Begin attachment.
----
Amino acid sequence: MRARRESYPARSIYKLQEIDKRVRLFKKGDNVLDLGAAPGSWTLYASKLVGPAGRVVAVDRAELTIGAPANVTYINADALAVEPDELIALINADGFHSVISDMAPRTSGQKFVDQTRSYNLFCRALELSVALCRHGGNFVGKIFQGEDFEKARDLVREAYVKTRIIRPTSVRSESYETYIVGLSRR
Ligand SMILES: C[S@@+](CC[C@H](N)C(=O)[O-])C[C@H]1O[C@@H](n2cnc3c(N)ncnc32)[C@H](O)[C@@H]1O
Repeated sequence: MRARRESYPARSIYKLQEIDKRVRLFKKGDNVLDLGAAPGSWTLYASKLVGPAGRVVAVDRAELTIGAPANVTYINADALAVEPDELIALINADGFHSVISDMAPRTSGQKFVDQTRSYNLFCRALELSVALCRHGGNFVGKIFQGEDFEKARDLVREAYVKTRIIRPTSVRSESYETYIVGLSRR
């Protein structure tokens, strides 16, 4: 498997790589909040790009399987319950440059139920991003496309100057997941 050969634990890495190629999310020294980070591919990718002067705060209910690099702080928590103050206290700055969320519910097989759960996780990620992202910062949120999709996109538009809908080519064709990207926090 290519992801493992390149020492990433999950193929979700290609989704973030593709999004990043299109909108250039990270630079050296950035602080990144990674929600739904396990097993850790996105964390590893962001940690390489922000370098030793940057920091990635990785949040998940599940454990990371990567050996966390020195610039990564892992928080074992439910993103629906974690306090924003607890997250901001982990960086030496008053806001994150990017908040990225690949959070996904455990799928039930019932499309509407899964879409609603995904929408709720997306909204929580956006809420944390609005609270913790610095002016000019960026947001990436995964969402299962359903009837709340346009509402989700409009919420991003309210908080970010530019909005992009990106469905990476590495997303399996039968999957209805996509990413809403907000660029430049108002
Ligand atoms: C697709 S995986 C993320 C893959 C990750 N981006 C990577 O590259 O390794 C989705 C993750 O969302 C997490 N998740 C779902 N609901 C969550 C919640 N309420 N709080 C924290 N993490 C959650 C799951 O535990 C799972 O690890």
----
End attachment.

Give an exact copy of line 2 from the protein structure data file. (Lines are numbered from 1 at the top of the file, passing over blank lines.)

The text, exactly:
Ligand SMILES: C[S@@+](CC[C@H](N)C(=O)[O-])C[C@H]1O[C@@H](n2cnc3c(N)ncnc32)[C@H](O)[C@@H]1O